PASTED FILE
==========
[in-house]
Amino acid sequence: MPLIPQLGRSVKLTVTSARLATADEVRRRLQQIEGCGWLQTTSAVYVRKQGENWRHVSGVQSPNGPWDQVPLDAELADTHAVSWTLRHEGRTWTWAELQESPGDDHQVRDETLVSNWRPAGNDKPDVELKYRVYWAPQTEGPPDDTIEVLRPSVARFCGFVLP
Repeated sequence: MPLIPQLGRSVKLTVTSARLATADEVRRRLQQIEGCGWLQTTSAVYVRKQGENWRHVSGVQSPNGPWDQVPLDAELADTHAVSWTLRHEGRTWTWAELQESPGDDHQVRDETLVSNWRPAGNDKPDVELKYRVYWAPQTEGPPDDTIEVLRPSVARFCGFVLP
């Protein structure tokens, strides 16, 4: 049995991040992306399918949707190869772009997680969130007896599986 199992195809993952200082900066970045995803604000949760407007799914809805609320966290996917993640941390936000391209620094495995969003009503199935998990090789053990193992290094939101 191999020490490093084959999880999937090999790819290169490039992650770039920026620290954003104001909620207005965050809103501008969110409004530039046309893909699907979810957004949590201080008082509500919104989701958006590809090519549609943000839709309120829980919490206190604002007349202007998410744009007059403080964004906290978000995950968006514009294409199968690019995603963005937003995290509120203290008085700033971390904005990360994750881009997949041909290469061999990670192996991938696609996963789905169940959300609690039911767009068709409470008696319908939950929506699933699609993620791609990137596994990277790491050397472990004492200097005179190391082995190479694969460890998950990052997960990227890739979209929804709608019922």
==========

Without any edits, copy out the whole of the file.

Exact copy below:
[in-house]
Amino acid sequence: MPLIPQLGRSVKLTVTSARLATADEVRRRLQQIEGCGWLQTTSAVYVRKQGENWRHVSGVQSPNGPWDQVPLDAELADTHAVSWTLRHEGRTWTWAELQESPGDDHQVRDETLVSNWRPAGNDKPDVELKYRVYWAPQTEGPPDDTIEVLRPSVARFCGFVLP
Repeated sequence: MPLIPQLGRSVKLTVTSARLATADEVRRRLQQIEGCGWLQTTSAVYVRKQGENWRHVSGVQSPNGPWDQVPLDAELADTHAVSWTLRHEGRTWTWAELQESPGDDHQVRDETLVSNWRPAGNDKPDVELKYRVYWAPQTEGPPDDTIEVLRPSVARFCGFVLP
């Protein structure tokens, strides 16, 4: 049995991040992306399918949707190869772009997680969130007896599986 199992195809993952200082900066970045995803604000949760407007799914809805609320966290996917993640941390936000391209620094495995969003009503199935998990090789053990193992290094939101 191999020490490093084959999880999937090999790819290169490039992650770039920026620290954003104001909620207005965050809103501008969110409004530039046309893909699907979810957004949590201080008082509500919104989701958006590809090519549609943000839709309120829980919490206190604002007349202007998410744009007059403080964004906290978000995950968006514009294409199968690019995603963005937003995290509120203290008085700033971390904005990360994750881009997949041909290469061999990670192996991938696609996963789905169940959300609690039911767009068709409470008696319908939950929506699933699609993620791609990137596994990277790491050397472990004492200097005179190391082995190479694969460890998950990052997960990227890739979209929804709608019922």